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Staten Island/New Jersey Urban Air Toxics Assessment Project


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The project was a program of ambient air monitoring and meteorological data collection from October 1987 through September 1989, and indoor air sampling from July 1990 through mid-March 1991. An emission inventory was conducted to assist source identification and support risk management where the risk assessment indicated such a need.

This study examined the levels of toxic air pollutants in the Staten Island/New Jersey area and was designed to assess the health risks (cancer and noncancer) to the residents of Staten Island due to the emission of these toxic air pollutants. Estimation of risk of cancer and noncancer effects from lifetime inhalation exposure to air toxics released from point, area, and mobile sources. A limited study of indoor air and an odor monitoring study was also carried out.

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Completed reports available from National Technical Information Service (NTIS), telephone number (703) 878-4650.

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This section describes the results of the assessment, the stakeholders involved, and any future plans related to the assessment.

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1. What are the media concentration or exposure results?

Concentrations of the VOCs were rather uniform among the sites. Concentrations were statistically significantly higher at one site for tetrachloroethene, and lower at one site for toluene and o-xylene. The tetrachloroethene sources were two dry cleaners and a pumping station at a publically owned treatment facility.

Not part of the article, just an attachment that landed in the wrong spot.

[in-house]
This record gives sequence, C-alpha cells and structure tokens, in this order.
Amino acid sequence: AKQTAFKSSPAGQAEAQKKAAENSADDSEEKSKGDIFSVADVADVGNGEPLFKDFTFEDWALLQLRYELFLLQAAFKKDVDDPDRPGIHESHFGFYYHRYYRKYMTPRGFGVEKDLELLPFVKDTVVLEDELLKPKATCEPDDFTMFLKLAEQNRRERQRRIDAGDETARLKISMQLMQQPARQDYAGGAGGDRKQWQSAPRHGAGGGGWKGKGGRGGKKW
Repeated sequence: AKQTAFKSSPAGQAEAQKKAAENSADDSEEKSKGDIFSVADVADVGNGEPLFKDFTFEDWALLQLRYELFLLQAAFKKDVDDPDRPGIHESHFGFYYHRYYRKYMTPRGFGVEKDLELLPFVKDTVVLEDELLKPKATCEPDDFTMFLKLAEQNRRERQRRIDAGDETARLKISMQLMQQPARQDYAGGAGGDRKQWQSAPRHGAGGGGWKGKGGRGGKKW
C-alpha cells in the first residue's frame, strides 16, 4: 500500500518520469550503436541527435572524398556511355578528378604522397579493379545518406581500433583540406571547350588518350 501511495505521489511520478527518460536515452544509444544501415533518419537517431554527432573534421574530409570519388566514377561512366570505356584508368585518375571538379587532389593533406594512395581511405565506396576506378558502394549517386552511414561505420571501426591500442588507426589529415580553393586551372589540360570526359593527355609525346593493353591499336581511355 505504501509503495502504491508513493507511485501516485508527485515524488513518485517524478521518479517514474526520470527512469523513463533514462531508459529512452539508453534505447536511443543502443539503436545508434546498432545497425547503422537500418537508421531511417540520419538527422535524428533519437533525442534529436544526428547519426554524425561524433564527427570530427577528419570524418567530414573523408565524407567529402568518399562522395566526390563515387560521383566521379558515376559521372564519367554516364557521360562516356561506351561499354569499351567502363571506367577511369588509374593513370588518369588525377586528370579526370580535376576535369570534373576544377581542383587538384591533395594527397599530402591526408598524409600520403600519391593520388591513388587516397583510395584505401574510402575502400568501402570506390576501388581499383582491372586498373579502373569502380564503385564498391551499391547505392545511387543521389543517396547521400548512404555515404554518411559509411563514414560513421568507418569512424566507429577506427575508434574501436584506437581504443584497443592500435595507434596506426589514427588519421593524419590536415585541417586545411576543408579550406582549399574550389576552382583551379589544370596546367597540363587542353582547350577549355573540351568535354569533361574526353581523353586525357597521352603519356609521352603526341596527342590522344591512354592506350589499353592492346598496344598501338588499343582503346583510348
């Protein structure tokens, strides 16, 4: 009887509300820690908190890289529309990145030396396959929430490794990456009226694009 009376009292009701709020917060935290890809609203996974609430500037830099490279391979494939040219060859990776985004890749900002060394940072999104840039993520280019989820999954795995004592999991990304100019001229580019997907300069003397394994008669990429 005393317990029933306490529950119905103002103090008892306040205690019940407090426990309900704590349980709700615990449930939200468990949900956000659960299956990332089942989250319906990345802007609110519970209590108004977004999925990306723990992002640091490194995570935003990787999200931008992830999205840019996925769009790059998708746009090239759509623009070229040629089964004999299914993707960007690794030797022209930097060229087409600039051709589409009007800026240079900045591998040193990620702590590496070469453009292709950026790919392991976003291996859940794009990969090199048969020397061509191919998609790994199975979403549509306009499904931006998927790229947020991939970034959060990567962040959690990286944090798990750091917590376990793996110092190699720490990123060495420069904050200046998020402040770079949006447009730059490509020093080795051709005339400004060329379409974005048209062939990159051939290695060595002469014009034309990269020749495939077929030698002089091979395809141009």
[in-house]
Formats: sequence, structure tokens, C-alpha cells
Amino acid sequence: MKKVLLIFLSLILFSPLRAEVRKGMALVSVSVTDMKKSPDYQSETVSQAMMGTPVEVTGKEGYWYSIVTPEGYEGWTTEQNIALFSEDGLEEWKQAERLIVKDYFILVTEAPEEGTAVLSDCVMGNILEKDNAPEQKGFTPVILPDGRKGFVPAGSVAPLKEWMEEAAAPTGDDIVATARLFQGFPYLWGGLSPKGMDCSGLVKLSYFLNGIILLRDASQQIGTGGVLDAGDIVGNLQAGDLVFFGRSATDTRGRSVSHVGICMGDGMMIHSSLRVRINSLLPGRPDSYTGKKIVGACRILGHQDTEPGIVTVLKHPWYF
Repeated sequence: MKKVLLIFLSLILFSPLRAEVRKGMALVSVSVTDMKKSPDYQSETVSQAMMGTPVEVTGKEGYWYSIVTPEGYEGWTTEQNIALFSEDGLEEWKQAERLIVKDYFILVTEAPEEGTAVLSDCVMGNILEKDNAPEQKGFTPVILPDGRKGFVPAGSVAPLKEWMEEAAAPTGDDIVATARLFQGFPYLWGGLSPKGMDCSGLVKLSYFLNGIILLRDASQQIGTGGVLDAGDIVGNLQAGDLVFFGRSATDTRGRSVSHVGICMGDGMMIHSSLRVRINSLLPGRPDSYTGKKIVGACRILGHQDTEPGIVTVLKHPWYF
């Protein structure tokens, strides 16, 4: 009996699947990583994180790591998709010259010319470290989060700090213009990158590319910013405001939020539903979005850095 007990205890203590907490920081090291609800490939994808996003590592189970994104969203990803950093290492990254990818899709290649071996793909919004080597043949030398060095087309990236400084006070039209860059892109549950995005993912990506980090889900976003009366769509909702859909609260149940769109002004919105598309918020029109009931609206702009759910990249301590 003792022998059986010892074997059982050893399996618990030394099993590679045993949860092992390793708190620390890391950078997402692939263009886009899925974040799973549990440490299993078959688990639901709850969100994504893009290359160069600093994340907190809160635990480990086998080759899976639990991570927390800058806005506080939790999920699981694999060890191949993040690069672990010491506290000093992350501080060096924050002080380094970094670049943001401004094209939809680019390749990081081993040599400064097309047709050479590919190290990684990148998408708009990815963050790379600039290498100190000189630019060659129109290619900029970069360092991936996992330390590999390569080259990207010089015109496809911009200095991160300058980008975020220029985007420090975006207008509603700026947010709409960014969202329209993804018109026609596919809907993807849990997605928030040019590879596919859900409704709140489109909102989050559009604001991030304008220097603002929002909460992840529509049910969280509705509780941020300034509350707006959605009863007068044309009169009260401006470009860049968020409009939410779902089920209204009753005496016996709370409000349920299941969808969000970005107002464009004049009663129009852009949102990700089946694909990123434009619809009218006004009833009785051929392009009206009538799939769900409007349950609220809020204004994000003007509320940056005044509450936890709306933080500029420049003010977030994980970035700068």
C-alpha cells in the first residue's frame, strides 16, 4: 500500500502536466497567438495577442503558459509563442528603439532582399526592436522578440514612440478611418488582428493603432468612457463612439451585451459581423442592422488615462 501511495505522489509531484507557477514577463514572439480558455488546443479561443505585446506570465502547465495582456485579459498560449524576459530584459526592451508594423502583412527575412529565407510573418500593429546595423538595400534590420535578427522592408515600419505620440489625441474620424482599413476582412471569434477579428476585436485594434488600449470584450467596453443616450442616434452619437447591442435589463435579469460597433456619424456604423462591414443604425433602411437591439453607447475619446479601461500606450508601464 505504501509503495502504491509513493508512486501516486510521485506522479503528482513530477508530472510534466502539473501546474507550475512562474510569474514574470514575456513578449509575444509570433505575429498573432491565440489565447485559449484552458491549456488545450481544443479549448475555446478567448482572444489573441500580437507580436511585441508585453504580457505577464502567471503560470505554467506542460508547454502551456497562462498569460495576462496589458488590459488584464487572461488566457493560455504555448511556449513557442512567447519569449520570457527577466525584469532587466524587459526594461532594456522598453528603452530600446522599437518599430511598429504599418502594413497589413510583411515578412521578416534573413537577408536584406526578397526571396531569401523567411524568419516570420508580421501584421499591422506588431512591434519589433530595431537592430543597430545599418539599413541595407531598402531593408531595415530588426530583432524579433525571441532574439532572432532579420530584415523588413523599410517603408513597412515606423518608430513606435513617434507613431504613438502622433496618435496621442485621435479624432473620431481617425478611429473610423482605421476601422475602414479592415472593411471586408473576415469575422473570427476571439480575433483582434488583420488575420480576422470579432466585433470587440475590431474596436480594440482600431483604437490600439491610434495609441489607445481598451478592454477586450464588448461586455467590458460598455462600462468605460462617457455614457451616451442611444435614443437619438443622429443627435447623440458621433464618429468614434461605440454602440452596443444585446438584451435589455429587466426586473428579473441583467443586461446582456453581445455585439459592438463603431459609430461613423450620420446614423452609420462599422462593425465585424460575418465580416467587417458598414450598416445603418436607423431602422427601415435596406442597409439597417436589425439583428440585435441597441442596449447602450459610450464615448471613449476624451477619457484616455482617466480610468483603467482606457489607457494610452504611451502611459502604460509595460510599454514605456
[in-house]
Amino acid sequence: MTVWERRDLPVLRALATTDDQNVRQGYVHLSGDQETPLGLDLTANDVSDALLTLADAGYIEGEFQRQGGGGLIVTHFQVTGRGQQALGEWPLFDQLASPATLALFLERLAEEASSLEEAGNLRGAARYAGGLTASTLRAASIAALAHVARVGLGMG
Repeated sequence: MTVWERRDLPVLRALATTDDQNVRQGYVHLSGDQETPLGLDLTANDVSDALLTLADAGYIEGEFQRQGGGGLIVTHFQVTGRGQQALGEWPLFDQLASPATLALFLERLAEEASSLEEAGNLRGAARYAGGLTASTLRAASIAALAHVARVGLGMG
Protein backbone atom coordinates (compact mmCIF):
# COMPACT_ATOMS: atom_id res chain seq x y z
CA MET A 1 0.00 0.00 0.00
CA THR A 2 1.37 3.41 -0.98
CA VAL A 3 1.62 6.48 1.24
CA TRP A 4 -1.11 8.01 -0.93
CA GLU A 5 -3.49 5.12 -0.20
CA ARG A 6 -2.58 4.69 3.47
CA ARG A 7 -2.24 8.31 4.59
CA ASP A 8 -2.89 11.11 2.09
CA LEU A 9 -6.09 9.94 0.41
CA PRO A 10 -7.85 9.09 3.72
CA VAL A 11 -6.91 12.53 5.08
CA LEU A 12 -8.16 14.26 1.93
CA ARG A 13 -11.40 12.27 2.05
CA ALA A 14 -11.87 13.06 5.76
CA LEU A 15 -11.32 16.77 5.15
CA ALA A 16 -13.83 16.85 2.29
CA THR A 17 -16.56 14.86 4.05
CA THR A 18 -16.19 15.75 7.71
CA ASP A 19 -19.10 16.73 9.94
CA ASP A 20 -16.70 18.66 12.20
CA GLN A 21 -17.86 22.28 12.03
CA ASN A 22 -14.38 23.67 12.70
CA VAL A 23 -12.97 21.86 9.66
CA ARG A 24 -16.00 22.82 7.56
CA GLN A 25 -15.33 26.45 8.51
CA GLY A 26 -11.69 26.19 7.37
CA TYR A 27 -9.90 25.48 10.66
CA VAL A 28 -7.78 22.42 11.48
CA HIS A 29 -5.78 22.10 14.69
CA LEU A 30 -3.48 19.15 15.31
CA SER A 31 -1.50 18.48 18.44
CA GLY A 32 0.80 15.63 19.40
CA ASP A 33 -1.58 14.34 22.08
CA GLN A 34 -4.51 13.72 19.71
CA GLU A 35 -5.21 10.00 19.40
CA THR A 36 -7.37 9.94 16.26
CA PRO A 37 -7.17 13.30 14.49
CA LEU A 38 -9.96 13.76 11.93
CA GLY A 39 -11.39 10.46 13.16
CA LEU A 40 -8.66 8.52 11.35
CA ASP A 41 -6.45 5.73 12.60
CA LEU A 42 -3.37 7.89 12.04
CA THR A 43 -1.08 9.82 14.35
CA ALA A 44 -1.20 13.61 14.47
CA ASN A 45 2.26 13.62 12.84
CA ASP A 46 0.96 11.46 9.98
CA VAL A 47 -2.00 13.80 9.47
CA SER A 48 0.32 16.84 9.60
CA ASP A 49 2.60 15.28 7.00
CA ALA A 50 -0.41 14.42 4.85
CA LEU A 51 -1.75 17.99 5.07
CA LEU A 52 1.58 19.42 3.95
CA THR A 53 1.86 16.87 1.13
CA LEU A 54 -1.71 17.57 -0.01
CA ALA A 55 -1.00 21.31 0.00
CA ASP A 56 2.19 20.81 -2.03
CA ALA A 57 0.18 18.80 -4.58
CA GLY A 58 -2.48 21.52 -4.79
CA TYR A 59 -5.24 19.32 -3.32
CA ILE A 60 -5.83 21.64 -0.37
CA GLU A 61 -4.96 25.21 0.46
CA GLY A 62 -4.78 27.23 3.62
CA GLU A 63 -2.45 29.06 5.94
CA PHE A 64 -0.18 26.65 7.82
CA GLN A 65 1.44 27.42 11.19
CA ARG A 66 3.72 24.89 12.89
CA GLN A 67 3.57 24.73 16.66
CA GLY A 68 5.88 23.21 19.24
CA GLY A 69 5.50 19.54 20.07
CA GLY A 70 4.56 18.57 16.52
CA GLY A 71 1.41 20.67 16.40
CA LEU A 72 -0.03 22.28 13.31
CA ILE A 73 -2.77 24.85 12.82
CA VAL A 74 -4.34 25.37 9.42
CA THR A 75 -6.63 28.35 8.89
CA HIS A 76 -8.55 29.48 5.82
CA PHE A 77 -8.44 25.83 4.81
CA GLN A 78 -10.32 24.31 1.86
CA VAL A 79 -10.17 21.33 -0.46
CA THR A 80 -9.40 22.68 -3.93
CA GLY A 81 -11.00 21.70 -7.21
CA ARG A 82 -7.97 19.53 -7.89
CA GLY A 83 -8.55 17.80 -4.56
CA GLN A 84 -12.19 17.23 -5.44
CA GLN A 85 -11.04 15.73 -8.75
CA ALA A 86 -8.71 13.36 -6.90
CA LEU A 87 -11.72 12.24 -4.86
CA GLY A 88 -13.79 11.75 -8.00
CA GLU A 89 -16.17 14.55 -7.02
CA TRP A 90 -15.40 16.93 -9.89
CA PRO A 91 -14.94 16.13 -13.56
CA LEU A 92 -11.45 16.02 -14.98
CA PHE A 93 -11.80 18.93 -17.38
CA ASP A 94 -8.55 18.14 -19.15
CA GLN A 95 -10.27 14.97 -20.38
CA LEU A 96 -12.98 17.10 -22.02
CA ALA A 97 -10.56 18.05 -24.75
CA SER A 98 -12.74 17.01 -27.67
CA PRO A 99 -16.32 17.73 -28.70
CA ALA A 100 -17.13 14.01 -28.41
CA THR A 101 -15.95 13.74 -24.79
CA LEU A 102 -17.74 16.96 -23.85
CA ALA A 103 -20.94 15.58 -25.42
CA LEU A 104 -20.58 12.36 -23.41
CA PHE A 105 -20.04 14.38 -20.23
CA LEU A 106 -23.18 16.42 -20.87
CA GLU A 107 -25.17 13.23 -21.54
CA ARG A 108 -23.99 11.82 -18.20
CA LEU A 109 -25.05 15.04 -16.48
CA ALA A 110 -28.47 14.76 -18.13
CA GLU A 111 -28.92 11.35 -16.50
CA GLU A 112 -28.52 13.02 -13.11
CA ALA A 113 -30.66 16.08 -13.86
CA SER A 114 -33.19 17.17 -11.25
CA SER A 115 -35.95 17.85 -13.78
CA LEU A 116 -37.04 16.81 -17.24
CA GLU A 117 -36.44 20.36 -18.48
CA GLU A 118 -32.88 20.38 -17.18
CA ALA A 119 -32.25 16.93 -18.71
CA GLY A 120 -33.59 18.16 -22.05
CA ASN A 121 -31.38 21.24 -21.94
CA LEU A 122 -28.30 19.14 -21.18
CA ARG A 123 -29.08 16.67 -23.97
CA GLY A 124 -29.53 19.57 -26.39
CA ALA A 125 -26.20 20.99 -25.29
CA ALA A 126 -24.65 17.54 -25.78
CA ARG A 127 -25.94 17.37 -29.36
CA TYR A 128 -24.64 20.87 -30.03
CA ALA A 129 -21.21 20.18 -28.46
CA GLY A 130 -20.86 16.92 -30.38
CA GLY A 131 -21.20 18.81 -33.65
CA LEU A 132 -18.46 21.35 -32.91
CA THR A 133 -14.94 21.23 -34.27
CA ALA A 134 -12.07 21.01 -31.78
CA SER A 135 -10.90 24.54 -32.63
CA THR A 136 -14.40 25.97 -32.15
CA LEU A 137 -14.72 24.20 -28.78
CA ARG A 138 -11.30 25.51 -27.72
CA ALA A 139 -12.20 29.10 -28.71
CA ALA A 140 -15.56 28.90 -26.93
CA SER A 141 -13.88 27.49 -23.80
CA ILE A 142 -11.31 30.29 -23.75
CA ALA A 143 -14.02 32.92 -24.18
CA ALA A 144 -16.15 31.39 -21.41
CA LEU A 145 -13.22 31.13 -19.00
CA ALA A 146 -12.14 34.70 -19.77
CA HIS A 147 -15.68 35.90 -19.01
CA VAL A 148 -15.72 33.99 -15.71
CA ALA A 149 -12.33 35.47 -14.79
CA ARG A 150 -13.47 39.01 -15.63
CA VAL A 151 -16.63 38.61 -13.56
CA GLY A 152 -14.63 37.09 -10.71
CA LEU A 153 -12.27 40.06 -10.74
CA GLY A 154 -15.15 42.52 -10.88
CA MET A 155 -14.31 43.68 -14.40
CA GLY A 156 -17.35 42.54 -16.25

For chemicals included in the quantitative risk assessment, the annual average concentrations measured in this study were generally in the same concentration ranges as those for other urban areas nationwide. For chromium, nickel, cadmium, and vanadium, concentrations were higher in this study than in other urban areas. This is based on comparison to the EPA Urban Air Toxic Monitoring Program (UATMP) results for 1988 and 1989.

The indoor air study showed that concentrations of 13 VOCs in four houses were generally similar to concentrations in several other databases for indoor air. Concentrations of 8 VOCs, including toluene and benzene, were usually higher indoors than outdoors.

2. What are the individual cancer risk estimate results?

The cumulative cancer risk estimate was 96 or 123 per million, depending on the assumption concerning ambient air concentrations of hexavalent chromium.

2.a. What is the cancer risk estimate for the maximum exposed individual (MEI)? What HAPs drive the risk?


2.b. What is the maximum individual risk (MIR)? What HAPs drive the risk?


3. What are the individual non-cancer risk estimates: MEI, MIR, worker? What HAPs drive the risk?


4. What are the target-organ specific hazard indices (TOSHI)? If they weren't developed, why not?


5. What are the population risk results?


6. What other results were found as part of this project?

The estimated cancer and noncancer toxicity risks associated with benzene were consistently higher than those estimated for the other pollutants. The next highest risk for ambient air exposure were associated with nickel, chromium, arsenic, and tetrachloromethane.
The additive risk assessment yielded a maximum hazard index of 2 for noncancer toxicity; the effects were blood formation problems and respiratory tract irritation.

7. What pollutants were identified as being of concern? On what basis?

The cancer risk drivers are benzene, formaldehyde, chromium, tetrachloromethane, trichloromethane, and cadmium. The noncancer risk drivers are benzene, nickel, chromium, and tetrachloromethane.

8. What sources of pollution were identified as being of concern?

Mobile sources, refineries, and gasoline stations for their contributions to benzene. Dry cleaners and pumping stations of Publically Owned Treatment facility for their contributions to tetrachloroethene.


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